“Qatar enjoyed a significant and immediate improvement to its Global Soft Power Index ranking in connection with the World Cup, entering the world’s top 25 for the first time. Brand Finance’s research conducted in the autumn of 2022 found that thanks to the media and fan interest in the run-up to the event, Qatar improved significantly on the global rankings of familiarity, reputation, influence, culture & heritage, as well as specifically for being a leader in sport and offering an appealing lifestyle. The research we are conducting now will tell us of the legacy of the event. The 2034 World Cup will be an opportunity for Saudi Arabia to similarly tell its story to the world and to shape its own narrative."

The SAFF has stated that it will invest heavily in infrastructure and facilities to prepare for the World Cup. The country plans to build new stadiums and renovate existing ones, as well as improve its transportation and accommodation networks.

View the Brand Finance Football 50 2023 report at

View the full Brand Finance Global Soft Power Index at


Media Contacts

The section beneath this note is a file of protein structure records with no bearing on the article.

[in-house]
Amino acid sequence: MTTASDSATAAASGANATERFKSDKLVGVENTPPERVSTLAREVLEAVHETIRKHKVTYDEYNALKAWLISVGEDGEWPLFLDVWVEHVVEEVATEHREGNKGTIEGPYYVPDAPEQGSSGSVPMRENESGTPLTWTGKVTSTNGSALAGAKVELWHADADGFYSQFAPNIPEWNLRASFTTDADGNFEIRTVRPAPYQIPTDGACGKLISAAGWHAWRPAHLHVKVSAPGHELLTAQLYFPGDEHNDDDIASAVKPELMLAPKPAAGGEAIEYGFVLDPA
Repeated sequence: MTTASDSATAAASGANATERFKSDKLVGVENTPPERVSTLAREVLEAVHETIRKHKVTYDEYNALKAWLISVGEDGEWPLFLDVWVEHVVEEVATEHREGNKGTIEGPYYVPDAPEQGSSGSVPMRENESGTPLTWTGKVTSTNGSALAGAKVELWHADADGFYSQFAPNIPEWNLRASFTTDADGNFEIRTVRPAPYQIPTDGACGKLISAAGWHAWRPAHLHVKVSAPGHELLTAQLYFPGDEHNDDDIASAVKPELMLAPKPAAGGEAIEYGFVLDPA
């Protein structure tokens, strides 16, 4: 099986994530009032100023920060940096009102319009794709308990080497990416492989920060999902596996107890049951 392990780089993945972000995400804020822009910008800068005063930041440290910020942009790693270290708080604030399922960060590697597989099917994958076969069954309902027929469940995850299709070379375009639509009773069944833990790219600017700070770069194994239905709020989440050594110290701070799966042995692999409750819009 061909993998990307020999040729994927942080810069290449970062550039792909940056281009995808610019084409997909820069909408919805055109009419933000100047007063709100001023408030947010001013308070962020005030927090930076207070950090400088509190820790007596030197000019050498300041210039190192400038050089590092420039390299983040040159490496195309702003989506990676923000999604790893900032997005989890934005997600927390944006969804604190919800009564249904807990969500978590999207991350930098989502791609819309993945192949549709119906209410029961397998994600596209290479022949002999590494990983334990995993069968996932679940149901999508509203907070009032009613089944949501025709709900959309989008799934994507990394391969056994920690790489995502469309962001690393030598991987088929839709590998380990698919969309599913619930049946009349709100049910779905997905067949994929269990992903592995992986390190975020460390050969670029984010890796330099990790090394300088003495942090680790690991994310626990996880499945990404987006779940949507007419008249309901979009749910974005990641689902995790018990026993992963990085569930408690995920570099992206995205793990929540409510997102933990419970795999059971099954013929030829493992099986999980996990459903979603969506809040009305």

Penny Erricker
Communications Executive
Brand Finance

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Brand Finance also operates the Global Brand Equity Monitor, conducting original market research annually on over 5,000 brands, surveying more than 150,000 respondents across 38 countries and 31 industry sectors. Combining perceptual data from the Global Brand Equity Monitor with data from its valuation database enables Brand Finance to arm brand leaders with the data and analytics they need to enhance brand and business value.

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Each brand is assigned a Brand Strength Index (BSI) score out of 100, which feeds into the brand value calculation. Based on the score, each brand is assigned a corresponding Brand Rating up to AAA+ in a format similar to a credit rating.

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The steps in this process are as follows: